Aldridge, Michael D.

Committee Member

Pool, Natalie M.

Committee Member

McNeill, Jeannette A.

Committee Member

Pendleton-Helm, Heather


College of Natural and Health Sciences; School of Nursing, Nursing Education


University of Northern Colorado

Type of Resources


Place of Publication

Greeley, (Colo.)


University of Northern Colorado

Date Created



204 pages

Digital Origin

Born digital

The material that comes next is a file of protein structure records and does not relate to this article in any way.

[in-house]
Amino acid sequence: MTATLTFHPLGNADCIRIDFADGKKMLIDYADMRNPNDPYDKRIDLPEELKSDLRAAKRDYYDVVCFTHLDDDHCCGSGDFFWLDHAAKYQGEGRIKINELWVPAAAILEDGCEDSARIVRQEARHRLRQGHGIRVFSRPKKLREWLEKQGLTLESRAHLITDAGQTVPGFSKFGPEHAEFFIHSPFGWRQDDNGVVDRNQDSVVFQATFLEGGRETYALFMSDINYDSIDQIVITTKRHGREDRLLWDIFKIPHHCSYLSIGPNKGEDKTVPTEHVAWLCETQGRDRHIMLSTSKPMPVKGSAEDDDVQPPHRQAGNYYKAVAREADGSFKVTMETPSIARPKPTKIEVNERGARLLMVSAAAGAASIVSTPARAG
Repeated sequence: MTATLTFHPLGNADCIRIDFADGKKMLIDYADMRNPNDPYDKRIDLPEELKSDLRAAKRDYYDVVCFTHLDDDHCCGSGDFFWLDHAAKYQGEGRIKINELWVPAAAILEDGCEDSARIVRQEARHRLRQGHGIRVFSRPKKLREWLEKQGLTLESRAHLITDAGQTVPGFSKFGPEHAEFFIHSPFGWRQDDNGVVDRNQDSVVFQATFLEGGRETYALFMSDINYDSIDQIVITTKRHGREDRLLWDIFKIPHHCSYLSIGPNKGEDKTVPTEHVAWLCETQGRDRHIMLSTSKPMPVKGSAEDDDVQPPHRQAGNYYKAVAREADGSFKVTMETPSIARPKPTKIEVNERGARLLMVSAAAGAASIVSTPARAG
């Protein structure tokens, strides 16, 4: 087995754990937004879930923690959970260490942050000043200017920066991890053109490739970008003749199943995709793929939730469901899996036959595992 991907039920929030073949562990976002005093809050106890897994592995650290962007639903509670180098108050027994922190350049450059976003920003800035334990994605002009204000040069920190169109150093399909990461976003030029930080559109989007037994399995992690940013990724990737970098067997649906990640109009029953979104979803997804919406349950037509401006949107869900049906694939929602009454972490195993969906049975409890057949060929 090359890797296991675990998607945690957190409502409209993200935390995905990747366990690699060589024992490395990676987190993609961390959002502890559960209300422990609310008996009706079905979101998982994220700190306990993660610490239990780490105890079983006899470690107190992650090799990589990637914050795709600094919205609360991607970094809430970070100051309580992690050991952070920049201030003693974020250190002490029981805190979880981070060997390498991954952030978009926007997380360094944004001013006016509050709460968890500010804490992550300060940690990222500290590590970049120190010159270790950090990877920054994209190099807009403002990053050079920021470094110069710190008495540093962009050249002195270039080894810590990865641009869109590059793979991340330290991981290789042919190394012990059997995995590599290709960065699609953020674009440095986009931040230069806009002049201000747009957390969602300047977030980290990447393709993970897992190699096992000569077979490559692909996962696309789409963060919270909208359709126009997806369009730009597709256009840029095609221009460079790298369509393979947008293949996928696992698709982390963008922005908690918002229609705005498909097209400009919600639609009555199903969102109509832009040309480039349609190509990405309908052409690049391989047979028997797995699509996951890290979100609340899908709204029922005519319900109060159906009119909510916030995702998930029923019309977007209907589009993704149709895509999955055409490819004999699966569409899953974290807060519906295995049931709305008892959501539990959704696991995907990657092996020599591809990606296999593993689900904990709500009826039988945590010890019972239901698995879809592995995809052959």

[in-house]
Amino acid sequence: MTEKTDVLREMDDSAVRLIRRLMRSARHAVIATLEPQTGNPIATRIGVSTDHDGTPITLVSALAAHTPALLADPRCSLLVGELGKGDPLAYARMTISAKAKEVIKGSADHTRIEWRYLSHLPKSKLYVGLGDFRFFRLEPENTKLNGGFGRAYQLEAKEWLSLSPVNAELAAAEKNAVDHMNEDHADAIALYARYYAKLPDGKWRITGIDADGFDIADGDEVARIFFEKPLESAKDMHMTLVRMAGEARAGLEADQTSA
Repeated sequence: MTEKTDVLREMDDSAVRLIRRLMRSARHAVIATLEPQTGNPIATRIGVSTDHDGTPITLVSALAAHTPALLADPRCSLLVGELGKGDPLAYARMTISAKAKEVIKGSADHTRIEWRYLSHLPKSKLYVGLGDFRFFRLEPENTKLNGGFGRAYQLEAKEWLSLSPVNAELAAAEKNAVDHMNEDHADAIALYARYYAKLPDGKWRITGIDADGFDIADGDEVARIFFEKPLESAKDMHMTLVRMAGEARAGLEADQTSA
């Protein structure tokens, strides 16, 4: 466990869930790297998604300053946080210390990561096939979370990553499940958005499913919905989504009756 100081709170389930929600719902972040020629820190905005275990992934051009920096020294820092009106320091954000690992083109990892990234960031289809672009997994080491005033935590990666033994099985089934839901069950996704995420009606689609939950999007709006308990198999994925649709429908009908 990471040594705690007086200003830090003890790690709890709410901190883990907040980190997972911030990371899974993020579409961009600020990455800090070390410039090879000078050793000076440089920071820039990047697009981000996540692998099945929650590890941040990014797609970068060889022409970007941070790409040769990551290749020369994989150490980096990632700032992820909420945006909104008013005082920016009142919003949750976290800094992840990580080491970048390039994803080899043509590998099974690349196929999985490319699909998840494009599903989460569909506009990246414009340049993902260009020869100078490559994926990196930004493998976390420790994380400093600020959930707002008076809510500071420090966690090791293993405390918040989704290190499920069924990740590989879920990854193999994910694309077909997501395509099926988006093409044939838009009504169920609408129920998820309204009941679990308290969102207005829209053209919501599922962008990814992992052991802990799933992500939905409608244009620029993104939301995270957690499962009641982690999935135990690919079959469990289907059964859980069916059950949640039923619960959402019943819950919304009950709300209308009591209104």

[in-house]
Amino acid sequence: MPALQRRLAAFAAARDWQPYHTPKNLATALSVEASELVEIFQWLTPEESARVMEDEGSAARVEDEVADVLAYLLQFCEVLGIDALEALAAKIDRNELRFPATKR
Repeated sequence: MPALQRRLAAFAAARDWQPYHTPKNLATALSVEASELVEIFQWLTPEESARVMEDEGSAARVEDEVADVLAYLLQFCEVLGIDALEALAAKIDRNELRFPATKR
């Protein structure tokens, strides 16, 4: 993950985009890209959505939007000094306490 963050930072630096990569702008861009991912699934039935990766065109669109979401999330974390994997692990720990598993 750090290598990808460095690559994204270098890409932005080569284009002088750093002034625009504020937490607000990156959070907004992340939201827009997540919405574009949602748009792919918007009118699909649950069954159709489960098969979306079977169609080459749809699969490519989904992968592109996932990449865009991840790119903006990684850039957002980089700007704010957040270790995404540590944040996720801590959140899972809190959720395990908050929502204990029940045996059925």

The healthcare environment mandates its staff are able to communicate freely and openly to provide high quality patient care leading to positive patient outcomes. As the largest healthcare profession and those who are at the bedside most often with patients, registered nurses play a vital role in ensuring these outcomes. As advocates for the most vulnerable, nurses must communicate often but before doing so, they must feel psychologically safe. Psychological safety is how one perceives the benefits, risks, and consequences of asking a question, sharing an opinion, reporting an error, or revealing one’s true self to others. It is a belief that one would not be shamed, punished, or humiliated for speaking up with questions, concerns, or mistakes. Although vital in the profession, psychological safety has been found to be essential to the learning process in nursing education. As the demographic of the United States changes and becomes more diverse, the healthcare workforce has been challenged with mirroring that population including nursing education. The minority experience in nursing school has been studied; what is not known is this population’s experiences of psychological safety. The purpose of this unique study was to know the experiences of psychological safety of nursing students who identify as Black, indigenous, and people of color (BIPOC). Eleven BIPOC, pre-licensure, Bachelor of Science in Nursing (BSN) students from across the United States participated in this qualitative, descriptive study. In-depth, semi-structured interviews were conducted, recorded, and analyzed by the researcher to identify repeated themes. Six themes were identified, giving nursing faculty a preliminary understanding of BIPOC nursing students’ experiences: (a) the past informs the present, (b) feeling dismissed, (c) it's just too risky, (d) I will speak up for patients, (e) the learning community is key, and (f) I am needed! The findings revealed nursing faculty must do more to ensure BIPOC students feel included and wanted by enhancing their psychological safety and willingness to participate in class discussions. Furthermore, the discussion provided several recommendations for nursing faculty to create an environment that is not only inclusive of BIPOC students but celebrates the different perspective they bring. Increasing the psychological safety of BIPOC nursing students would benefit all students in learning to care for a highly diverse patient population.

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